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 Tammy's trailor 
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As we watched the video in class the other night and watched how Tammy's one son seemed embarrassed by his house and really seemed to want to do better in life, then in contrast his younger brother that could have cared less about cleaning up the surroundings and just wanted to be a couch potato...I couldn't help relate that whole scenerio to Becky's comment about her husband. How he evolved from a bad situation and he "wanted" to do better. Isn't life about CHOICES in some respect. You can choose to be clean or dirty, you can choose to work or be a couch potato, or you can choose to talk trash vs carry on a decent conversation. Sometimes I think we get caught up in pity and don't see the reality and the choices that some people, or that we, make. Simple choices that can create a complex difference and make a huge impact on one's life.

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Amy Scronce


Fri Jan 19, 2007 2:05 pm
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When it comes to children, I'm not sure that I whole heartedly agree with this statement. Children knowwhat they see. Children can't always find clean clothes for themselves, gather school supplies, or speak up for themselves. Many are in a sense, doomed to failure because of the cycle of failure in their family (i.e. framework of poverty) Every year they find themselves further and further behind. The boy in the video was an exception to this rule when it comes to attitude, but realistically, we don't know whether or not attitude was enough to actually get him out of this cycle. He was also fortunate to have a mother who "taught" the value of work and perserverance through her daily 10 1/2 mile walk one way to a minimum wage job. This, again is rare...but has it paid off?

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Rosanna Whisnant


Fri Jan 19, 2007 2:35 pm
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Your write is is about choices, but I do have to say that for some children, they must be taught that they have a choice. Whether it is that art class that they take from you or that day that I told them how proud I was they turned in their math assignment? We never know how we, as educators and leaders within our schools, affect a child. I am in a place in my life in which I am constantly asking myself questions about my attitude, my indifference, my prejudices, or my decision making.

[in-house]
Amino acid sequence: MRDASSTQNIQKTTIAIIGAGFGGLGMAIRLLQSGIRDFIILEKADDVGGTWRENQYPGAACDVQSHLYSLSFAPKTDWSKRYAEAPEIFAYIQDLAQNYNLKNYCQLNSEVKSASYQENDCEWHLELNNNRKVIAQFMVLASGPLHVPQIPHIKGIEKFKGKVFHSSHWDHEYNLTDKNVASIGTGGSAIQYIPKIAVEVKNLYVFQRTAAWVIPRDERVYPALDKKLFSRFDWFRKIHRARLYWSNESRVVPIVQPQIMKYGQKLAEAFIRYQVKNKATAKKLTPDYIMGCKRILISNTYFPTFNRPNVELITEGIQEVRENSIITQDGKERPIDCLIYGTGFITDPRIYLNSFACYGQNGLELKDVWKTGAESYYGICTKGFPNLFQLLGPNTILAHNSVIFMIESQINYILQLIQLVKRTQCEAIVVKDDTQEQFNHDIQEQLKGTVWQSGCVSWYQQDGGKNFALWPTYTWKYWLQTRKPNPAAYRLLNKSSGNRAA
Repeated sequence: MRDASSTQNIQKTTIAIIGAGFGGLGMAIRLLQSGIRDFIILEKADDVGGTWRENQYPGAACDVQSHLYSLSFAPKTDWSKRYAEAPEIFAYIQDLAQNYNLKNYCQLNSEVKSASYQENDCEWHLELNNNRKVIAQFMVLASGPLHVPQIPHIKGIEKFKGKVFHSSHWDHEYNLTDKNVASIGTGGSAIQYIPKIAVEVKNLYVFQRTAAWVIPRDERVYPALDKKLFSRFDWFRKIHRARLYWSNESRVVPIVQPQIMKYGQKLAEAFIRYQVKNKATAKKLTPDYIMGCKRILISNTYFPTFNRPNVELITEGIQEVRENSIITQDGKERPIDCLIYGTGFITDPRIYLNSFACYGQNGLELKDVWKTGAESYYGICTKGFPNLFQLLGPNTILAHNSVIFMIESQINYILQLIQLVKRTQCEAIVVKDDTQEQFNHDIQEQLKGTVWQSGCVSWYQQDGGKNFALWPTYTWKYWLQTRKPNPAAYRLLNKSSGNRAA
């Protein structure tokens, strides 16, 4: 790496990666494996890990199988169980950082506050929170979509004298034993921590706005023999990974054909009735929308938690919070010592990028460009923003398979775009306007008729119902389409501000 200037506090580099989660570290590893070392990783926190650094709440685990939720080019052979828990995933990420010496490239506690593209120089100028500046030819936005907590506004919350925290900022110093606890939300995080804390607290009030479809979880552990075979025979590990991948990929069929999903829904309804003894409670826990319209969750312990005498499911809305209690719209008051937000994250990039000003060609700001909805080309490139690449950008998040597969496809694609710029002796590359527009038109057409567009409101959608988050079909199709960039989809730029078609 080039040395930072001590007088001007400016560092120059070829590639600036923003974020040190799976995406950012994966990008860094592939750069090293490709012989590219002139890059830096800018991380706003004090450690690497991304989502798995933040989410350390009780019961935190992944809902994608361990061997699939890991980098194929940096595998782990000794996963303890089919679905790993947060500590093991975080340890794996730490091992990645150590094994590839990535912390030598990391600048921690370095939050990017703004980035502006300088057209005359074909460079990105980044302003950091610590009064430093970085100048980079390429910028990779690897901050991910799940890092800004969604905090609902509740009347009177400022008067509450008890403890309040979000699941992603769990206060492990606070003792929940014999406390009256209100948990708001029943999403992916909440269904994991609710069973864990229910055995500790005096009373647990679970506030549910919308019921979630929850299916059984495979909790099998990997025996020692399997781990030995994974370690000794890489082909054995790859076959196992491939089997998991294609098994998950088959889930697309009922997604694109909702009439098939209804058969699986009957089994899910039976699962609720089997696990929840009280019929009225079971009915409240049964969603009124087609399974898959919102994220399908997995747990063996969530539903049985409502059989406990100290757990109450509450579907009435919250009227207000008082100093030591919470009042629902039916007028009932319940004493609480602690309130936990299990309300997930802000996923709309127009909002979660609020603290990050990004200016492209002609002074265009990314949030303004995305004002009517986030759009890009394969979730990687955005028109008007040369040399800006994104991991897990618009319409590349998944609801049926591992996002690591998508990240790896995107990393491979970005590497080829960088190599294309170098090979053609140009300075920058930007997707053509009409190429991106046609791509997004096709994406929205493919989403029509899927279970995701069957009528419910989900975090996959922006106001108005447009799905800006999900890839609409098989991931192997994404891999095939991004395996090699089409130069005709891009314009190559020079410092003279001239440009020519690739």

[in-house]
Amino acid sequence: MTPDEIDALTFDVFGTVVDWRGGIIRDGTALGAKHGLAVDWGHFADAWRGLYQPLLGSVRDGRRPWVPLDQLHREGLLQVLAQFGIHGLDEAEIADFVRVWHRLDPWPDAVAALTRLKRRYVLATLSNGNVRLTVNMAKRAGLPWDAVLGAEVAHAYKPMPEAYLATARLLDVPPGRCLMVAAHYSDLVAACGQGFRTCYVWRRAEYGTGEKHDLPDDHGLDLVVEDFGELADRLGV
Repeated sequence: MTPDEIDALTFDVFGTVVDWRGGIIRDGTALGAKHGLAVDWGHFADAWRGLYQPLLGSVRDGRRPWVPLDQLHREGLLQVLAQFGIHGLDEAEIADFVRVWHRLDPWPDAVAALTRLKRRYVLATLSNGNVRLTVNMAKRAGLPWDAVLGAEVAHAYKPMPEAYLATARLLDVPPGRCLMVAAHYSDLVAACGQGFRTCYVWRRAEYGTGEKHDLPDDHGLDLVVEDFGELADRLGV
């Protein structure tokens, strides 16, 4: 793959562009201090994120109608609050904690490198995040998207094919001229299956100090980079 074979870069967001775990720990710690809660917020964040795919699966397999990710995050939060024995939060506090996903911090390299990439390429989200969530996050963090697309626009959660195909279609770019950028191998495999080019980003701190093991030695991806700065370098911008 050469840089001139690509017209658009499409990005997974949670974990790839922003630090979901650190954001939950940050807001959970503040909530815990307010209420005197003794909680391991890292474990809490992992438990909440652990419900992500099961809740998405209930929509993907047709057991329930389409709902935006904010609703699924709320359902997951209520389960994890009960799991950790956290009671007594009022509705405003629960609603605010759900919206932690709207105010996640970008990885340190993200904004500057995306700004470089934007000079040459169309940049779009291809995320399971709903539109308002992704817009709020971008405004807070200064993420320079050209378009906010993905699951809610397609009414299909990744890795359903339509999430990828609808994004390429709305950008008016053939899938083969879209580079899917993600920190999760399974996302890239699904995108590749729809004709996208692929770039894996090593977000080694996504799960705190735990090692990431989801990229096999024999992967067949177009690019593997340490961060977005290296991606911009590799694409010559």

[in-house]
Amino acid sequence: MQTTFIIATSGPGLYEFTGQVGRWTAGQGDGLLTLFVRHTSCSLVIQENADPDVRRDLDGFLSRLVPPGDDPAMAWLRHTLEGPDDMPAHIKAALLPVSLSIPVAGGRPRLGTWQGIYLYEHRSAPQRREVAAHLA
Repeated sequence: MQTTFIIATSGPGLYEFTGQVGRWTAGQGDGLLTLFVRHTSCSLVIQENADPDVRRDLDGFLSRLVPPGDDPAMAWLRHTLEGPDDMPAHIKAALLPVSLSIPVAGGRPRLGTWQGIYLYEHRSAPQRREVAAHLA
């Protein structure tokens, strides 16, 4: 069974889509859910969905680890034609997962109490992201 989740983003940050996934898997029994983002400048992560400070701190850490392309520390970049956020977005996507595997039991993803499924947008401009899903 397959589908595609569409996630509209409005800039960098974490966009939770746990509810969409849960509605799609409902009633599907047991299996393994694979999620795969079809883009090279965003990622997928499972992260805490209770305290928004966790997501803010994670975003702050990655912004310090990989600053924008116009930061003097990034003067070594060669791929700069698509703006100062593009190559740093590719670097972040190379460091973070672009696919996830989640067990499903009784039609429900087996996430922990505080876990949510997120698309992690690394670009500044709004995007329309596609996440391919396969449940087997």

Yes, we all have to make a choice whether our childhoods were like Tammy and or sons or whether they were like some of the richer folks. But, doesn't all boil down to at least one person in our lives who steered us in the "right" direction? By right I mean in the direction of our futures.

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Alisa Ferguson
MSA, ASU, summer 2007


Sat Jan 20, 2007 2:01 pm
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Students prefer choices and work well with choices. They need hope too and to see that there is more to live than what they see. Go see "Freedom Writers."


Sat Jan 20, 2007 8:39 pm
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I think the whole problem with Tammy and her children is that their choices have become limited. One of the drawbacks of having so little is that you also have little choice but continue with the hope that things will get better.

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"I have never let my schooling interfere with my education." M. Twain


Sat Jan 20, 2007 9:28 pm
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I was wondering if Tammy felt like she could go back to school? I wonder what kind of school it would be that would open their doors to her and her family? I wonder if there's a school for families--a community school of sorts.


Sun Jan 21, 2007 12:16 am